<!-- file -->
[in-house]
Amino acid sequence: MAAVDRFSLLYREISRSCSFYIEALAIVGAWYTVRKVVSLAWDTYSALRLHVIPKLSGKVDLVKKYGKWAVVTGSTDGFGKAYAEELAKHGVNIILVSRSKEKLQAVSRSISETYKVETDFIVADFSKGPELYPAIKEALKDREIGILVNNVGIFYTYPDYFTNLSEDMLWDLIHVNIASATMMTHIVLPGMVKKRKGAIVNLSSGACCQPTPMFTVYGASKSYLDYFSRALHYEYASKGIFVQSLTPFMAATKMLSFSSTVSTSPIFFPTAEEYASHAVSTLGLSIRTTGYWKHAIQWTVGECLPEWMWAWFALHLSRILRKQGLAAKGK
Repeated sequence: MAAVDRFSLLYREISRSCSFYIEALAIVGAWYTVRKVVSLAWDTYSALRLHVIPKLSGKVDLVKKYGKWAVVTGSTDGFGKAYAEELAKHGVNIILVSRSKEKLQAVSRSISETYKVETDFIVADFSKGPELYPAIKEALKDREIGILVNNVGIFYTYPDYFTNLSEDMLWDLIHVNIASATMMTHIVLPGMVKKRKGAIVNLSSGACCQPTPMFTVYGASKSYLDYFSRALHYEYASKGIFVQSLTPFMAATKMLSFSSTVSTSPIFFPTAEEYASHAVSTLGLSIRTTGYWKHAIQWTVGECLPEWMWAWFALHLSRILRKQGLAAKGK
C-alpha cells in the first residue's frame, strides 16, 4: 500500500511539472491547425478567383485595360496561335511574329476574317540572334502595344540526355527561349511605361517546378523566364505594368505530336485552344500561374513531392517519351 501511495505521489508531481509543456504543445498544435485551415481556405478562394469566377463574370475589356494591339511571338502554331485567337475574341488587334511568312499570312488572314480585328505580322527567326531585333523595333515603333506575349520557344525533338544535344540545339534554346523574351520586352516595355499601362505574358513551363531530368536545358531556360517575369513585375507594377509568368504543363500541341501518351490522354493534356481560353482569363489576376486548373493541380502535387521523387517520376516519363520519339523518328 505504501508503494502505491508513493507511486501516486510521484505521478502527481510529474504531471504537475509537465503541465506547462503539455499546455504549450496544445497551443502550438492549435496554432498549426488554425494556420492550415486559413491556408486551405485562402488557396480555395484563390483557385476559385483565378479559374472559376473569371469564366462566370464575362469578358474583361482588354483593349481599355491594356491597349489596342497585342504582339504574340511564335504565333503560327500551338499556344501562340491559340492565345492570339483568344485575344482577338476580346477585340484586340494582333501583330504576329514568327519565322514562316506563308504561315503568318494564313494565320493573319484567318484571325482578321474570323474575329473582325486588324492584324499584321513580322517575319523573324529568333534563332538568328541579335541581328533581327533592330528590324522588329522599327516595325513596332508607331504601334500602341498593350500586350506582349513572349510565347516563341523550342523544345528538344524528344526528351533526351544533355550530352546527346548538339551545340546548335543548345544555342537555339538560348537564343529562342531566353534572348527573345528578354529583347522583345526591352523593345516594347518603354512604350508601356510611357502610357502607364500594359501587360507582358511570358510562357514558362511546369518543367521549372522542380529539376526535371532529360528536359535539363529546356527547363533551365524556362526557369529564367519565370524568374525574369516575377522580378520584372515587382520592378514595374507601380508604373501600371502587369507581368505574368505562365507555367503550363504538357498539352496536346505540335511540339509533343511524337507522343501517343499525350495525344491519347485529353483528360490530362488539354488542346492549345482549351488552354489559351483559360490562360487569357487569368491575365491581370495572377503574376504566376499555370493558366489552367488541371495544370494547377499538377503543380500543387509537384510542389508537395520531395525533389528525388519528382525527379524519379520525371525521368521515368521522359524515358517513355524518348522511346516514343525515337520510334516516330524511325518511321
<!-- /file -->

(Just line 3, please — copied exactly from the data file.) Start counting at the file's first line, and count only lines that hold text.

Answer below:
Repeated sequence: MAAVDRFSLLYREISRSCSFYIEALAIVGAWYTVRKVVSLAWDTYSALRLHVIPKLSGKVDLVKKYGKWAVVTGSTDGFGKAYAEELAKHGVNIILVSRSKEKLQAVSRSISETYKVETDFIVADFSKGPELYPAIKEALKDREIGILVNNVGIFYTYPDYFTNLSEDMLWDLIHVNIASATMMTHIVLPGMVKKRKGAIVNLSSGACCQPTPMFTVYGASKSYLDYFSRALHYEYASKGIFVQSLTPFMAATKMLSFSSTVSTSPIFFPTAEEYASHAVSTLGLSIRTTGYWKHAIQWTVGECLPEWMWAWFALHLSRILRKQGLAAKGK